Kitchen backsplashes protect your walls from the unavoidable splashes of water, grease, and food. They prevent water damage, and any mold and bacteria from multiplying in the same place you prepare your meals.
But aside from this very practical purpose, kitchen backsplashes can also serve as a major design accent. They add style and color to an otherwise plain wall. Even if you only have a small kitchen (or a small decorating budget) the right backsplash can help it look bigger, brighter, and more beautiful.
Get inspired by this ultimate guide for kitchen backsplash. Let’s look at your choices for materials, and some beautiful examples of each. Then, check the latest kitchen backsplash trends to see how interior designers are turning the kitchen wall into works of art.
This is one of the most popular materials, because of the price and the variety and availability of designs. You can spend as little as 50 cents per square foot, or splurge for fancier tiles with rarer designs.
There are tiles in every color and finish. You can pick a neutral shade that matches your countertops, for a sleek and clean look. The monochromatic palette will also make your kitchen look bigger since there are no jarring lines that break the line of vision.
But if you prefer to make a bolder design statement, there are also tiles in bright colors, which you can mix and match in interesting patterns. You can pair a color with accent tiles and edge or border treatments.
In many cases, a marble countertop is matched with a marble backsplash. It’s a bit more expensive than other materials, but it will last for a long time.
However, marble is more prone to scratches and staining than tiles or other stones. Clean it frequently with soap, water, and a soft rag or sponge.
Marble tiles are usually sold in 4x4 and 3x6 sizes, or interlocking tiles that can be arranged into different patterns. You can also find marble tiles in different shapes, like hexagons and penny rounds
Glass tiles tend to have very vibrant colors. Combined with its naturally reflective surface, this material will immediately brighten your kitchen.
Glass is also very durable and easy to maintain. Unlike linoleum, the colors never fade even when it’s hit by strong direct sunlight. Since it's non-porous, you don’t need to get it resealed to prevent absorption of oil and bacteria. However, you do need to treat the grout between the tiles.
If you’re going to use the glass behind your oven, make sure that it’s tempered glass so it can withstand the higher temperatures.
Like marble, granite tiles can be made from the same material as your kitchen counters and floors—instantly unifying your kitchen’s look while adding to the sense of space.
Granite is also very durable. It resists scratches and can withstand contact with acidic ingredients. That includes strong household disinfectants, but do take note that oven cleaner and other strong chemicals can break down the protective coating.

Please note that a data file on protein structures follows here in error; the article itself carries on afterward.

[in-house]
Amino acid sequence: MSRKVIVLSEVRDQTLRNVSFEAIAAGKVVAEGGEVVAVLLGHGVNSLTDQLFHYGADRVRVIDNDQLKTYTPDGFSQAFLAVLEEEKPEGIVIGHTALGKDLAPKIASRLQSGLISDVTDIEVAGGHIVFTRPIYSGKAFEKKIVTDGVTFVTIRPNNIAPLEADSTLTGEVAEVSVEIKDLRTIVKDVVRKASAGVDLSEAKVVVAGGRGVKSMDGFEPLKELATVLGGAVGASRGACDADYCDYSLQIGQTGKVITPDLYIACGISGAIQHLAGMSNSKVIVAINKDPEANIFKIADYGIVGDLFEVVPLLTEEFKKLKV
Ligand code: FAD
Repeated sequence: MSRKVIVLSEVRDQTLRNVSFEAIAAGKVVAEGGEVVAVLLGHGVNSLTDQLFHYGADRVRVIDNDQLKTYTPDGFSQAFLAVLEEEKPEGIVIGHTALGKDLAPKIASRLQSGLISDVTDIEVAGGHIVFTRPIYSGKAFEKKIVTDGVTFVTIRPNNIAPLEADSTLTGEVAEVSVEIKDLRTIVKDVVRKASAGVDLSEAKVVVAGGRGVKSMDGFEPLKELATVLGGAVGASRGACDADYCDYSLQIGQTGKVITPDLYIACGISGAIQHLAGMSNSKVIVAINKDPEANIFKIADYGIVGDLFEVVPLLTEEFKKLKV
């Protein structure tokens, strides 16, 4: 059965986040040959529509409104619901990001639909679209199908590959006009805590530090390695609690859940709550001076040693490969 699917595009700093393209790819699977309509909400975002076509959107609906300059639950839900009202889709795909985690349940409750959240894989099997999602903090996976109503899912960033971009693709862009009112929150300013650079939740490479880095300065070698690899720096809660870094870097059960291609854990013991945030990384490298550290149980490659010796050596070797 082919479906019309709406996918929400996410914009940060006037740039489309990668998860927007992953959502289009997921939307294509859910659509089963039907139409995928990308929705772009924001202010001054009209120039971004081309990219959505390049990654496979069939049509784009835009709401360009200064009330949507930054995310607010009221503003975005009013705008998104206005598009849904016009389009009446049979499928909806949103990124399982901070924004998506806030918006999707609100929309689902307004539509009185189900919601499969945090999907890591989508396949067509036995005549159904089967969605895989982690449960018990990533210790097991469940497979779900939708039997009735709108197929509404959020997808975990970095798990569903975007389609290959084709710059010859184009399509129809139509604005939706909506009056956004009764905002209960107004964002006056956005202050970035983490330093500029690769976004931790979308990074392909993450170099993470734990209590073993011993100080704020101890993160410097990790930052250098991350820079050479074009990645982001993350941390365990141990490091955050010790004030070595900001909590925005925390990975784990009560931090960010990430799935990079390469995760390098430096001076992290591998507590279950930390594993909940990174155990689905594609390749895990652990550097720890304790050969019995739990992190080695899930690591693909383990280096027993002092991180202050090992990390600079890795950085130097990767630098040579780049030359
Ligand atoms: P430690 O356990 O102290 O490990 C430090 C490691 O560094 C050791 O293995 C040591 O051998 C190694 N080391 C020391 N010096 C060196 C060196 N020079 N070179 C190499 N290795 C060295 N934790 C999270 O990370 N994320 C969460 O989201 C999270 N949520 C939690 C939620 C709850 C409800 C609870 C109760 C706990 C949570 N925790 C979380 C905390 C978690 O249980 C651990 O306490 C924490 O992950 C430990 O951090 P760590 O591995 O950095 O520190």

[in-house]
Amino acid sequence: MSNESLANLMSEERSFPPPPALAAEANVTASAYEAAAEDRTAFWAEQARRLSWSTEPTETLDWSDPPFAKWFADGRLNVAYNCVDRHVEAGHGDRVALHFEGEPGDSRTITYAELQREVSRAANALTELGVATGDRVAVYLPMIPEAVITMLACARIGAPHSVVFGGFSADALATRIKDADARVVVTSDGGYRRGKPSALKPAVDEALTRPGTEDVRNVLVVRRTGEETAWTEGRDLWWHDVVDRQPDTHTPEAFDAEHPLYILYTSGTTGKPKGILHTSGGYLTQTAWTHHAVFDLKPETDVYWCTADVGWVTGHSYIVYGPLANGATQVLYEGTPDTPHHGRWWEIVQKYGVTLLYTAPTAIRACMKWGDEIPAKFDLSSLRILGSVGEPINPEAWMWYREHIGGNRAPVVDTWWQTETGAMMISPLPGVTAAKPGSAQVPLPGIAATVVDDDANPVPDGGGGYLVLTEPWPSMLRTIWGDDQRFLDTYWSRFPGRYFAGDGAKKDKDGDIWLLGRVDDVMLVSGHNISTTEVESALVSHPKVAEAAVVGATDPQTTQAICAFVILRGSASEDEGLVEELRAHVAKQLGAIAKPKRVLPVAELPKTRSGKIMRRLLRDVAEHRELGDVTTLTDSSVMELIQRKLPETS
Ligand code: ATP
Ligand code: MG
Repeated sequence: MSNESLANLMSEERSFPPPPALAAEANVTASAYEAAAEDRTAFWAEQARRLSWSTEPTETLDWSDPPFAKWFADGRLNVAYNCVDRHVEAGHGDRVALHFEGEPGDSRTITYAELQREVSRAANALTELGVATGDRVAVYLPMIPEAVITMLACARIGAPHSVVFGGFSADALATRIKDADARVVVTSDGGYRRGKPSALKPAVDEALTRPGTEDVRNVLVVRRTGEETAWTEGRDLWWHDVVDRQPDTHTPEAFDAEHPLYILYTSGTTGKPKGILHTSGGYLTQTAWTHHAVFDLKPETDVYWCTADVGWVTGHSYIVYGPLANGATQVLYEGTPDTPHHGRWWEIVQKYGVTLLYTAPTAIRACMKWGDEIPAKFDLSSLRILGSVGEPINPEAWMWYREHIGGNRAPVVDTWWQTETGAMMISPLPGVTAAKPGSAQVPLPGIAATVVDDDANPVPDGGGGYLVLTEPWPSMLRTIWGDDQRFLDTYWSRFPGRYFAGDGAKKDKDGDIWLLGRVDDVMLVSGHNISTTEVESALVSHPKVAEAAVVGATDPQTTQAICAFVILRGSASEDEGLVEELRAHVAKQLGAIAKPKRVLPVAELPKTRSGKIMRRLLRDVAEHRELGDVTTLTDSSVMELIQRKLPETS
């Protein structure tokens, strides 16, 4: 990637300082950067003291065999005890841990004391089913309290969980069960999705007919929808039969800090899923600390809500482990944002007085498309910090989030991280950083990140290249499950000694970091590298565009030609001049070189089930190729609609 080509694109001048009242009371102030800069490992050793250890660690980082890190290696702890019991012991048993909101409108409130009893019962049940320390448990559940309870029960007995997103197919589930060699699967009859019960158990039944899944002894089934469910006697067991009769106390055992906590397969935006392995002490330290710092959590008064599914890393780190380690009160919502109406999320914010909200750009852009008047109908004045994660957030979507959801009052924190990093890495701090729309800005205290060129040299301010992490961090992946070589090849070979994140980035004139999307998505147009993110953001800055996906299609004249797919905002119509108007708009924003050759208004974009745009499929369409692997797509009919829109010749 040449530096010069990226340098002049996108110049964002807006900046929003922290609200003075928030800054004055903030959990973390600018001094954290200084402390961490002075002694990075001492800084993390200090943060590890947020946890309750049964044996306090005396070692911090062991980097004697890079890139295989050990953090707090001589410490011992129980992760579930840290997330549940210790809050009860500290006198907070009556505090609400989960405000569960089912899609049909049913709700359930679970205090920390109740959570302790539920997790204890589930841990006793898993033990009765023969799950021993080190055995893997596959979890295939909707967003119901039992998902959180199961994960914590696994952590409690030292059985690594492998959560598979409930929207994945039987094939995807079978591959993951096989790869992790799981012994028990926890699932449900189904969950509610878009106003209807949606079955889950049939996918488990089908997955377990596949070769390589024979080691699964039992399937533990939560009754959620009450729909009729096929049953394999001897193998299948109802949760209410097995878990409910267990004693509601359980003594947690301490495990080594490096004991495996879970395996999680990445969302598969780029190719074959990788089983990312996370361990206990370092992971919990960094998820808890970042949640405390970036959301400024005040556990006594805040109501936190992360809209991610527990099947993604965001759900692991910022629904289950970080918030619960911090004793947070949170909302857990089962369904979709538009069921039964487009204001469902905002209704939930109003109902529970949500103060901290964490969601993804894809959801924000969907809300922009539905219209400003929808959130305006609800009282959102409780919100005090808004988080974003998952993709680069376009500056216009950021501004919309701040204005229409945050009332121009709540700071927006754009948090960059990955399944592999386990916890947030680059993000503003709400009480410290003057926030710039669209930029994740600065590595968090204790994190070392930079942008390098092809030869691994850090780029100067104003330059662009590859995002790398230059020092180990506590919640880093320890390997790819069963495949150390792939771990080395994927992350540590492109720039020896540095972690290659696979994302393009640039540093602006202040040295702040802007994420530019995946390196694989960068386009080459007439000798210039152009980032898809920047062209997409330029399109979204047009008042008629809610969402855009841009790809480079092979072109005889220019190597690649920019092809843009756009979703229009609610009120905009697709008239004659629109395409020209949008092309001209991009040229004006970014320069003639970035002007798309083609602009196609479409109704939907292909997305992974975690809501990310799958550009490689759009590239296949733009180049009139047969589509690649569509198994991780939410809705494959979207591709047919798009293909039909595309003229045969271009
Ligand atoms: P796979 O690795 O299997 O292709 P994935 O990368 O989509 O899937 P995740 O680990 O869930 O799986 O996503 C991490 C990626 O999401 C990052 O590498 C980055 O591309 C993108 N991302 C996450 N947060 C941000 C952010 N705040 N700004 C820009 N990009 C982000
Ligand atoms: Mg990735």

Once that happens, water, oil, and bacteria can enter the porous material. While it won’t damage the granite, it will increase the risk of staining, and mold and bacteria growth. So, it’s better to wipe your granite backsplash regularly with a mild cleanser, rather than scrubbing it down to get rid of hardened dirt and old stains.
This type of material is often used in a Tuscan-style kitchen or any home inspired by classic, Old-World architecture. It can also be used in modern-style kitchens to add an “organic” touch that balances metals or bold colors.
Travertine stone tiles also have a lot of texture, which adds visual complexity to the tile even when you are using very plain colors like white or cream.
Before, backsplashes were pretty straightforward: just match whatever material you used on the counter. They were just a practical background.
But interior designers have been pushing the envelope and turned the backsplash into a design element in and of its own. Here are some of the latest (and prettiest) designs in 2020.
Before, backsplashes were just high enough to protect any part of the wall that could be hit by water or grease. But today, you’ll often see entire walls covered with tiles. That allows the tile pattern to take center stage and create a focal point. It also makes your ceiling look higher!
Small kitchens don’t have a lot of space for cabinets and shelves. The solution: recessed storage niches in the backsplash – perfect for holding frequently used oils and spices.
Years ago, everyone was going crazy over glass black splashes. While people still like that shiny finish (especially for modern homes), the trendiest tiles are made of metals or mirrors.
These backsplashes are at their most stunning when they are hit by natural light, or when they are extended to ceiling height. You should also install light fixtures strategically, so their beauty still “shines” at night.
Sometimes, all a kitchen needs is a touch of gold.
Go beyond the subway tile! Experiment with different colors, shapes, and patterns. You can cover the entire wall with one tile, or use tiles with different designs (or even material) for contrast and texture.
As you can see, there are so many ways you can use different kinds of tiles to create a beautiful backsplash.
You don’t have to spend a lot of money: tiles come at different prices, and with a little creativity you can turn a few $1 tiles into a truly unique and eye-catching design.
But whatever kind of tile material you use, make sure you use tile. Kitchen stickers may mimic the look, but can’t give the same kind of protection and hygiene. They’re nothing more than coated paper, which will absorb all the water and oil. If it’s near your oven, the accumulated grease can also pose a fire hazard.
Tile may be more expensive, but they will help protect and beautify your kitchen, and with proper care, will last for decades.
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